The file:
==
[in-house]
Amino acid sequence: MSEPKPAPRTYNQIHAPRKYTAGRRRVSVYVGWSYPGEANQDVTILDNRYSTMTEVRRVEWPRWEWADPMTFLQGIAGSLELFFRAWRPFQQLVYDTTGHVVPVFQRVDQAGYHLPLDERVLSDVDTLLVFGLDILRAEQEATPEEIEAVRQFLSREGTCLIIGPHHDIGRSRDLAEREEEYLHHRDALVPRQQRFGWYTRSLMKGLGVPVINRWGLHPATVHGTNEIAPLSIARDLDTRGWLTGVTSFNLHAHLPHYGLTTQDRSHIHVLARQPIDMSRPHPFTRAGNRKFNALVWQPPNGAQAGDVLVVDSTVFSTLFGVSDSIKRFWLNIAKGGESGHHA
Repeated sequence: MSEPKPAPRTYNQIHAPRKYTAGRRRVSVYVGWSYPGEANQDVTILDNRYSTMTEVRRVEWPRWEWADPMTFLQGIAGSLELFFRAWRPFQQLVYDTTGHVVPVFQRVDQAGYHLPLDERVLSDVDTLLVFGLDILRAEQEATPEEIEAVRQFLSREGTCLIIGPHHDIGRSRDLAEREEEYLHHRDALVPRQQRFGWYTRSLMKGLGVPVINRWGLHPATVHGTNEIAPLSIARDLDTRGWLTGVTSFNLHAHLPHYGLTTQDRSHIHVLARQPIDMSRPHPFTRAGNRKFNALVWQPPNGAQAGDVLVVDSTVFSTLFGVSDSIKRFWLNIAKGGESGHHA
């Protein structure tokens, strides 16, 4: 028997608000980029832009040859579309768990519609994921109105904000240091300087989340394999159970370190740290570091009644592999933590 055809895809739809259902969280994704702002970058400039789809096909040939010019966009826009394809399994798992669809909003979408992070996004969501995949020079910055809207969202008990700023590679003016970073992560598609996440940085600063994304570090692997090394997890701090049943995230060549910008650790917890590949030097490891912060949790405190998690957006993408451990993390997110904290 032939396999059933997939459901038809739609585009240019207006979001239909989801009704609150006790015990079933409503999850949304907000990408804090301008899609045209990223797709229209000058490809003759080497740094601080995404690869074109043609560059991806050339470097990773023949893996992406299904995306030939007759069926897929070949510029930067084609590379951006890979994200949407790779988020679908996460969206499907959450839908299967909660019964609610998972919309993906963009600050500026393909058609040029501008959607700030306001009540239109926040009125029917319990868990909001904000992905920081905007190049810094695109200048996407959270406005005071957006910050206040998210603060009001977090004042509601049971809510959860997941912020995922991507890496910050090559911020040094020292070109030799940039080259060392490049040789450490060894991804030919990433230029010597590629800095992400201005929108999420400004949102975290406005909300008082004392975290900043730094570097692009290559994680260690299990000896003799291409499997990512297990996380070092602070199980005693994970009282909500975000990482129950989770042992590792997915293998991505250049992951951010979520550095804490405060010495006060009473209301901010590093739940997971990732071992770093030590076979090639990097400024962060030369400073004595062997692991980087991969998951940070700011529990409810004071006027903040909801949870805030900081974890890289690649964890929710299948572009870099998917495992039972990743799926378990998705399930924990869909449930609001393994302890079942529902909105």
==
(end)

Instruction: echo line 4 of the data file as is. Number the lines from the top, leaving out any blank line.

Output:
């Protein structure tokens, strides 16, 4: 028997608000980029832009040859579309768990519609994921109105904000240091300087989340394999159970370190740290570091009644592999933590 055809895809739809259902969280994704702002970058400039789809096909040939010019966009826009394809399994798992669809909003979408992070996004969501995949020079910055809207969202008990700023590679003016970073992560598609996440940085600063994304570090692997090394997890701090049943995230060549910008650790917890590949030097490891912060949790405190998690957006993408451990993390997110904290 032939396999059933997939459901038809739609585009240019207006979001239909989801009704609150006790015990079933409503999850949304907000990408804090301008899609045209990223797709229209000058490809003759080497740094601080995404690869074109043609560059991806050339470097990773023949893996992406299904995306030939007759069926897929070949510029930067084609590379951006890979994200949407790779988020679908996460969206499907959450839908299967909660019964609610998972919309993906963009600050500026393909058609040029501008959607700030306001009540239109926040009125029917319990868990909001904000992905920081905007190049810094695109200048996407959270406005005071957006910050206040998210603060009001977090004042509601049971809510959860997941912020995922991507890496910050090559911020040094020292070109030799940039080259060392490049040789450490060894991804030919990433230029010597590629800095992400201005929108999420400004949102975290406005909300008082004392975290900043730094570097692009290559994680260690299990000896003799291409499997990512297990996380070092602070199980005693994970009282909500975000990482129950989770042992590792997915293998991505250049992951951010979520550095804490405060010495006060009473209301901010590093739940997971990732071992770093030590076979090639990097400024962060030369400073004595062997692991980087991969998951940070700011529990409810004071006027903040909801949870805030900081974890890289690649964890929710299948572009870099998917495992039972990743799926378990998705399930924990869909449930609001393994302890079942529902909105």